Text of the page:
Switzerland Rouse, Bernstein and Tchaikovsky: New York Philharmonic Orchestra, Alan Gilbert (conductor), Joshua Bell (violin) Tonhalle, Zurich 6.5.2013 (JR)
Rouse: “Prospero’s Rooms” for Orchestra
Bernstein: Serenade (after Plato’s “Symposium”) for violin, strings, harp and percussion
Tchaikovsky: Symphony No. 6 (“Pathétique”)
There was a palpable buzz in the hall for the arrival of this prestigious orchestra. The New Yorkers are touring Europe and on their way from Turkey to Germany, they stopped off at the Tonhalle in Zurich. My colleague Alain Matalon has already reviewed their concert in Istanbul, a programme they repeated in Zurich.
One day before the concert, the principal brass players (Philip Smith (trumpet), Ethan Bensdorf (trumpet), Philip Myers (horn), Joseph Alessi (trombone) and Alan Baer (tuba)) entertained locals at Zurich’s cavernous main hall of the Hauptbahnhof (Main railway station), a free concert courtesy of Global Sponsor Credit Suisse. A large crowd (many hundred, seated and standing) amassed to hear the illustrious quintet play a varied medley, including Gershwin and Bernstein; this was not foot-stomping style, but five supreme instrumentalists showing off their skills. It was great fun, Phil Smith proved a witty compère, and the audience were rewarded by two encores – in one of them the players moved round, almost letting their hair down.
The brass players were not on stage for the first half of the evening’s concert, very much a concert of two distinct and varied halves.
Christopher Rouse has been composer in residence in New York for the last two years. His short new piece is not based on Prospero from Shakespeare’s “Tempest” but on Edgar Allen Poe’s „Mask of the Red Death,“ a gruesome story in which all the participants at a party die from the Red Death. Unlike in Istanbul, there were no acoustic problems in the Tonhalle, quite the opposite, and the work impressed throughout, from an eerie string opening, to shrieks which Hitchcock would have proud of, to chilling breathing sounds reminiscent of Bluebeard’s Castle. Throughout the bell tolled.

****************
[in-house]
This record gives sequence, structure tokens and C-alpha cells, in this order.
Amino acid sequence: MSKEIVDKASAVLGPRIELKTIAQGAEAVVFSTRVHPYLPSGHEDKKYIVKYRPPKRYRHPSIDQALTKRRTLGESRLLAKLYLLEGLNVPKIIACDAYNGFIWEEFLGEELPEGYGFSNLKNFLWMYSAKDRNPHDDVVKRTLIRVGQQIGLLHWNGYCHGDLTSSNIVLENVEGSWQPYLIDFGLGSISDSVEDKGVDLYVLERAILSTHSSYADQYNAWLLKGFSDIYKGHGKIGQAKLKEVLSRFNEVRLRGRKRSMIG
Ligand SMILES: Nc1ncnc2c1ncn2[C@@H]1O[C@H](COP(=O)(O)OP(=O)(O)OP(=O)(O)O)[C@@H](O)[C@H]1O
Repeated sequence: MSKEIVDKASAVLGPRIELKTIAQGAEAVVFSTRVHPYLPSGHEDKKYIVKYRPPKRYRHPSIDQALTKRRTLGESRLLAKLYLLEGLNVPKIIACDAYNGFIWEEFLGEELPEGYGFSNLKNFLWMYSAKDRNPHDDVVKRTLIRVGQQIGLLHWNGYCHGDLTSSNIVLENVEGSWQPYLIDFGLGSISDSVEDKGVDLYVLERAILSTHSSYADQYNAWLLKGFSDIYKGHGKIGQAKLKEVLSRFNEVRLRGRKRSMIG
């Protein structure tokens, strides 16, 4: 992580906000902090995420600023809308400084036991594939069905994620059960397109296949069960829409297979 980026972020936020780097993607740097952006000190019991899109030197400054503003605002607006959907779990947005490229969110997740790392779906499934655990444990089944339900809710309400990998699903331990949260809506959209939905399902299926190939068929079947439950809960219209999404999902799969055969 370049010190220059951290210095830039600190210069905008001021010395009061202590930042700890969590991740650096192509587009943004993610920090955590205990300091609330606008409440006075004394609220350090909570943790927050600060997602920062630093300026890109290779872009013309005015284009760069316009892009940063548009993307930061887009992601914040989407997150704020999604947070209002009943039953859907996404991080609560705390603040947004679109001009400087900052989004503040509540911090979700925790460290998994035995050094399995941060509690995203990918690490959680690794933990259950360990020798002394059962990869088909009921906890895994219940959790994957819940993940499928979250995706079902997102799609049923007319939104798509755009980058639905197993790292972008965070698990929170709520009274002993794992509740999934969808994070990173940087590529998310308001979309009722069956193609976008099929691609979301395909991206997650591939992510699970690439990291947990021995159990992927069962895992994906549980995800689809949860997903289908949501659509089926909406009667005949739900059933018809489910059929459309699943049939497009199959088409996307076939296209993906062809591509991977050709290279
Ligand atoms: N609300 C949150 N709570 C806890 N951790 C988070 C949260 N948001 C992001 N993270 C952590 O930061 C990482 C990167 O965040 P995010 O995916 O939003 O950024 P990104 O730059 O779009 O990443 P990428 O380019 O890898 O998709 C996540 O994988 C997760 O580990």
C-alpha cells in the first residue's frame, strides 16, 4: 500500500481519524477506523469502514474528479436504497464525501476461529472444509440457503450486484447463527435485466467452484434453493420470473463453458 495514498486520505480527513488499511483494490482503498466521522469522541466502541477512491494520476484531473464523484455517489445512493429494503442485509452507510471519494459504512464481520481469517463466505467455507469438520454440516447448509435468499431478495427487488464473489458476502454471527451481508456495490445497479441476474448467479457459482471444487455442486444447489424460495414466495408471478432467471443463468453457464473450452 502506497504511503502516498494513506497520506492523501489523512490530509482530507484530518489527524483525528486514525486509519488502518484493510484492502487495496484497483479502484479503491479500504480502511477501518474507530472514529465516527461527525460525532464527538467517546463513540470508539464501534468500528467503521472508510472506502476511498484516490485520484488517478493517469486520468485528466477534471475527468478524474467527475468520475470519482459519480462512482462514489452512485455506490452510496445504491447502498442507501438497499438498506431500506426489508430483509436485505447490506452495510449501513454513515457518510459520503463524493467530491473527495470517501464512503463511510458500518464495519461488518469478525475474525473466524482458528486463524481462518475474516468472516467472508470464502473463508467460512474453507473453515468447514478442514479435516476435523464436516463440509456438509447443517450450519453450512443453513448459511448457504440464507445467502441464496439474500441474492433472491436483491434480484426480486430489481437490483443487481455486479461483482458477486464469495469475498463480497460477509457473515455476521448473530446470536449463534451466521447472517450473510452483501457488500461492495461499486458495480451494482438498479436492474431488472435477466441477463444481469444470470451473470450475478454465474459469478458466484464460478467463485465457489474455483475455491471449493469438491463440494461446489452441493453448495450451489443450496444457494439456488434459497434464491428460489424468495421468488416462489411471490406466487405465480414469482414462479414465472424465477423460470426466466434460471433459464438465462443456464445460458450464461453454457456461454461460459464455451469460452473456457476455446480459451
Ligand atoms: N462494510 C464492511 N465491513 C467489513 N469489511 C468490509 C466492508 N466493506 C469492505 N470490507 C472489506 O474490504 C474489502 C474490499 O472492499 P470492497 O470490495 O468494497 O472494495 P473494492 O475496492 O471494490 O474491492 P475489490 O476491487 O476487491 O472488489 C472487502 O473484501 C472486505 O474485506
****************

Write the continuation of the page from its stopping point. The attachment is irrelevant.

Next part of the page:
Bernstein composed his “Serenade” (which is a virtual Violin Concerto, the soloist playing almost throughout the piece) for the violinist Isaac Stern in memory of Serge Koussevitzky. Sadly, it is not often played on this side of the pond and offers the listener the chance to marvel at the soloist’s virtuosity, whilst marvelling at Bernstein’s sound world. The beautiful Adagio brought to mind Barber’s Adagio for Strings and its tenderness left the audience breathless. The older members of the orchestra still clearly harbour a love affair with Lenny and the playing of his music, full of the usual Bernstein ingredients of schmaltz, jazz, blues and wit, showed due reverence to their late Music Director.
Joshua Bell rewarded the audience with a spectacular and thrilling encore, the variations on “Yankee Doodle” (by Belgian violinist/composer Henri Vieuxtemps).
The Tonhalle’s reverberant acoustics suited the big band sound of the orchestra in the Tchaikovsky. Alan Gilbert was vigorous on the podium, played down the histrionics, and brought out details which are often hidden in ordinary performances. A few players stood out, Mark Nuccio’s sublime clarinet and Judith Le Clair’s lugubrious bassoon.
When the brass were unleashed, as in the third movement, a great sound wave swept over the audience; the strings, particularly the plangent cellos in the last movement, also had their chance to impress. Full marks to the audience too: not one clap at the end of the tumultuous third movement.
This was not only a fine showcase for the various sections of the orchestra, it was a fine interpretation of this popular work.
The New Yorkers had worked hard, but had enough stamina to provide two encores, from Bernstein’s “On the Town” and yet more Tchaikovsky to send the audience home to treasure memories of the night they saw and heard the world-class New York Philharmonic.
The orchestra’s tour progresses (until May 17th) to Munich, Essen, Dortmund, Berlin, Dresden and Vienna: do catch them if you can get hold of tickets.